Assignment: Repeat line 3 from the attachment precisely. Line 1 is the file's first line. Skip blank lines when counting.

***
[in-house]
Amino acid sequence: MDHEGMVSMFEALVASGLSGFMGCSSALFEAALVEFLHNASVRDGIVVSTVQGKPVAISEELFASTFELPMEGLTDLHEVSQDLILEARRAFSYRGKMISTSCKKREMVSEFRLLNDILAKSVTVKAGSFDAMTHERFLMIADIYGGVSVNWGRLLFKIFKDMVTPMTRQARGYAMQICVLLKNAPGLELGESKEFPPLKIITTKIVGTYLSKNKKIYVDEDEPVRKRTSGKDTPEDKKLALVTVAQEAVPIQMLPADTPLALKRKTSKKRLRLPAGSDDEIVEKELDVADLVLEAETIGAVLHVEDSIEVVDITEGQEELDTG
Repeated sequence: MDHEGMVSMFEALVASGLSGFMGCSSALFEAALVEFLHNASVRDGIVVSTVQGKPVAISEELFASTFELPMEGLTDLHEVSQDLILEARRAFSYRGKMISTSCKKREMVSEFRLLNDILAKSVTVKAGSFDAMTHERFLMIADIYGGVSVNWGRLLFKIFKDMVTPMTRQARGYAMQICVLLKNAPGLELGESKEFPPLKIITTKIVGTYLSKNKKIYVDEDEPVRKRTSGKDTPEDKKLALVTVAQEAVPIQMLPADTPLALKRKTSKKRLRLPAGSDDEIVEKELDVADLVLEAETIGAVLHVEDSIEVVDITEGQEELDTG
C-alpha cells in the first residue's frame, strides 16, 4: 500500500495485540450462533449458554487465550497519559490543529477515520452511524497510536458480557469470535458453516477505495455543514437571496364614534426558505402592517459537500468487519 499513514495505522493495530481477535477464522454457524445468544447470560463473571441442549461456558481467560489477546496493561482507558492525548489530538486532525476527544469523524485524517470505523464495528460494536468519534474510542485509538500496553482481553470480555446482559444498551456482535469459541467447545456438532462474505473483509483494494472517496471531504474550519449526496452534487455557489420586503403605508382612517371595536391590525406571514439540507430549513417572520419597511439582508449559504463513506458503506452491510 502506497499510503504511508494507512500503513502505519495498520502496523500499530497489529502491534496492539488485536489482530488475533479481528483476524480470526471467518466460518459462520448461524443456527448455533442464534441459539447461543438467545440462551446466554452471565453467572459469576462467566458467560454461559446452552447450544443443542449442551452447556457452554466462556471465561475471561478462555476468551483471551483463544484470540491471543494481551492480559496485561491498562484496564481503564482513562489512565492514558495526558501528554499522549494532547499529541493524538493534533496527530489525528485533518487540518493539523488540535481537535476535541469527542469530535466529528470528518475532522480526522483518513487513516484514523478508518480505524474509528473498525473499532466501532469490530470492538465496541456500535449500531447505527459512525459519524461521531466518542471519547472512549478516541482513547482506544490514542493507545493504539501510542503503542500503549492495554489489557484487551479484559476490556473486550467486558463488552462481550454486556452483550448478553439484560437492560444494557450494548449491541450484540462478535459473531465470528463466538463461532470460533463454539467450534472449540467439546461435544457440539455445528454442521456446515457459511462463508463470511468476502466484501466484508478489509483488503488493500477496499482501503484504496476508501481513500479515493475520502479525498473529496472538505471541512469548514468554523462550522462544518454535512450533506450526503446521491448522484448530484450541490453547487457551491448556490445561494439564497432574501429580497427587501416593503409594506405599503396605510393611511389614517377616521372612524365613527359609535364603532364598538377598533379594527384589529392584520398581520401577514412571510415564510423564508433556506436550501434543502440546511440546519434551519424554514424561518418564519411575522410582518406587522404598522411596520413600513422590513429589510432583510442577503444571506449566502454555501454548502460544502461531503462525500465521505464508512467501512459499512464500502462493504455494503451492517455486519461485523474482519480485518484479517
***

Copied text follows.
Repeated sequence: MDHEGMVSMFEALVASGLSGFMGCSSALFEAALVEFLHNASVRDGIVVSTVQGKPVAISEELFASTFELPMEGLTDLHEVSQDLILEARRAFSYRGKMISTSCKKREMVSEFRLLNDILAKSVTVKAGSFDAMTHERFLMIADIYGGVSVNWGRLLFKIFKDMVTPMTRQARGYAMQICVLLKNAPGLELGESKEFPPLKIITTKIVGTYLSKNKKIYVDEDEPVRKRTSGKDTPEDKKLALVTVAQEAVPIQMLPADTPLALKRKTSKKRLRLPAGSDDEIVEKELDVADLVLEAETIGAVLHVEDSIEVVDITEGQEELDTG